Seminars & Events

Thursday, September 11, 2014: Dr. Bevil Conway (Wellesley College) will speak on his research in visual neuroscience and color at 4:30 pm in Goodpaster Hall 195.

Monday, October 27, 2014: Dr. Todd Gould (University of Maryland Baltimore) will speak on "Genes to behaviors to treatments in bipolar disorder" at 4:45 pm in Goodpaster Hall 195

Friday, December 5, 2014:  Dr. Brian Mathur (University of Maryland Baltimore) will speak on "Braking bad: Aberrant inhibitory neurotransmission in addiction" at 3:00 pm in Goodpaster Hall 195.


Alumni Highlight

Check out Jordan Gaines Lewis '11's award-winning blog, Gaines on Brains.




SMP Spotlight

Katie Gluskin and Jeff Haus present their SMP
Katie Gluskin and Jeff Haus, "Entorhinal Cortex Lesions, Habituation, and Latent Inhibition," 2013. Gluskin and Haus, the 2013 co-winners of the Neuroscience Award, infused a neurotoxin into the entorhinal cortex of rats to induce a lesion, and measured the resulting habituation and latent inhibition behavior within a fear conditioning paradigm.


Ruiz, Casimira (2007).  Cognitive Deficits and Individual Differences Resulting from Behavioral Sensitization to an Escalating Dose of Methamphetamine.  Winner of a Sigma Xi Grant-in-Aid of Research.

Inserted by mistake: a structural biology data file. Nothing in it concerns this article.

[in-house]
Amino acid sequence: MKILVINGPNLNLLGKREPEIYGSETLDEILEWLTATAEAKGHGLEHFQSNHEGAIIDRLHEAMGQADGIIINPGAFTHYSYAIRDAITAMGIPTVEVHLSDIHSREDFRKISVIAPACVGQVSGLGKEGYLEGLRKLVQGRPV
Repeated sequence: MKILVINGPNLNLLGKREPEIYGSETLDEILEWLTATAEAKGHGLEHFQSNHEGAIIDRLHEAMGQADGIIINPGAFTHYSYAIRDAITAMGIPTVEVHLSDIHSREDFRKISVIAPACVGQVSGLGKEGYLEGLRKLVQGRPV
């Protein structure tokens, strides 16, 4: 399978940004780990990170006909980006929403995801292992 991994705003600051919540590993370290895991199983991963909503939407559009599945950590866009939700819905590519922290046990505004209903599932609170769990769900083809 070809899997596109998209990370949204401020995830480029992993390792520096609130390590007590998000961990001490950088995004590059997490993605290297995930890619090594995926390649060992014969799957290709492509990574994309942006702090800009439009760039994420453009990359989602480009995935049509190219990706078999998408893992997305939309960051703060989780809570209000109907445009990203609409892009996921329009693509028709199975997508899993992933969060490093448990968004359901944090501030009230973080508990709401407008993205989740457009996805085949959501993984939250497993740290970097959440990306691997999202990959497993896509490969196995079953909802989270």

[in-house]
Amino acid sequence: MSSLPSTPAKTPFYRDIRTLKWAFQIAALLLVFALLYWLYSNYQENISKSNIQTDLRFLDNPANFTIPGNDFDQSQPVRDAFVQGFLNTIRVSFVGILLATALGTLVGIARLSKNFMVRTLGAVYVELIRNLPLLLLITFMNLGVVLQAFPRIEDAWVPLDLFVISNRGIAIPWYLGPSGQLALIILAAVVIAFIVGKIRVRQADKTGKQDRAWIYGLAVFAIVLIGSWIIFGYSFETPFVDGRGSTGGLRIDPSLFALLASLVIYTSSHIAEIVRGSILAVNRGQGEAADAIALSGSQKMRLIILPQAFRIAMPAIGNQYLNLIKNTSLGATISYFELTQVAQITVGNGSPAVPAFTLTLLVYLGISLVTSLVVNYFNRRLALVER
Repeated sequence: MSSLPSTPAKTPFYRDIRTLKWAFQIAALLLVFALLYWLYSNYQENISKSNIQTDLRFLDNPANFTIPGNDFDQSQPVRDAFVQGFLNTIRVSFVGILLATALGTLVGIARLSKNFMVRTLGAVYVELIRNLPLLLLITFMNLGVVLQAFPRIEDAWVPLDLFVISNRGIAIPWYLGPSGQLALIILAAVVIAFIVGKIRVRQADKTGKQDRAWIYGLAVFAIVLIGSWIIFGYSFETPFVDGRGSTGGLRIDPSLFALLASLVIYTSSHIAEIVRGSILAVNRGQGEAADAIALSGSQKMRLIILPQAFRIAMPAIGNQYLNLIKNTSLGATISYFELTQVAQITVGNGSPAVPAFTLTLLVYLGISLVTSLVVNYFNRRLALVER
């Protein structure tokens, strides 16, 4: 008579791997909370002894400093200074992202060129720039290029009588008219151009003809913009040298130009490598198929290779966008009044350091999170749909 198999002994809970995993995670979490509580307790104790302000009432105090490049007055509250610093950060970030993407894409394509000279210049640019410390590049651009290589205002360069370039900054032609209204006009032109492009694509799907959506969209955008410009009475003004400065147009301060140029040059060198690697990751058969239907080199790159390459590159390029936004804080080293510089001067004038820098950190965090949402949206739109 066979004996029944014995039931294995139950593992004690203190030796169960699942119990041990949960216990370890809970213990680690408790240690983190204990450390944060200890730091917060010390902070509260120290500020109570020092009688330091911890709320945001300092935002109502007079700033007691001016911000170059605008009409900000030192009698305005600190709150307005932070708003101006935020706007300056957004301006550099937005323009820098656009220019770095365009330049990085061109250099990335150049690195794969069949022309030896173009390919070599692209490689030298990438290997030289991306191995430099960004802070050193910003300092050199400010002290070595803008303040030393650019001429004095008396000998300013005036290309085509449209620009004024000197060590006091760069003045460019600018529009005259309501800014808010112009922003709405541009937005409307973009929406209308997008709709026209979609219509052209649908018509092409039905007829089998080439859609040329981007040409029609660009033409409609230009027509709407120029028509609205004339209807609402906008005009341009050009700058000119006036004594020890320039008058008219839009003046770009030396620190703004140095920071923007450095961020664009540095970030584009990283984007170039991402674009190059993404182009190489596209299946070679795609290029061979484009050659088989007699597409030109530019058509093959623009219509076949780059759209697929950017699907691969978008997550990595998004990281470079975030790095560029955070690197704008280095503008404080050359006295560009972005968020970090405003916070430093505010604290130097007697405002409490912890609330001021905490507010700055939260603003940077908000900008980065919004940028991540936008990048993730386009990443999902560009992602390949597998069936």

Mentor: Dr. Anne Marie Brady


Sixteen rats were administered saline or an escalating dose of methamphetamine (meth) (3 days a week for 5 weeks, increasing 1 mg/kg to 5 mg/kg at 1 mg/kg a week). Locomotor activity of meth-treated animals resulted in sensitized (activity increased by 50% or more) and non-sensitized (activity did not increase by 50%) rats. Following a 4 week withdrawal period, rats were tested for conditioned place preference to determine the rewarding properties of the drug when compared to food. Additionally, rats were tested in a set-shifting task to assess cognitive impairment due to repeated meth use. Meth had no effect on either test for any of the three drug groups (sensitized, non-sensitized and saline).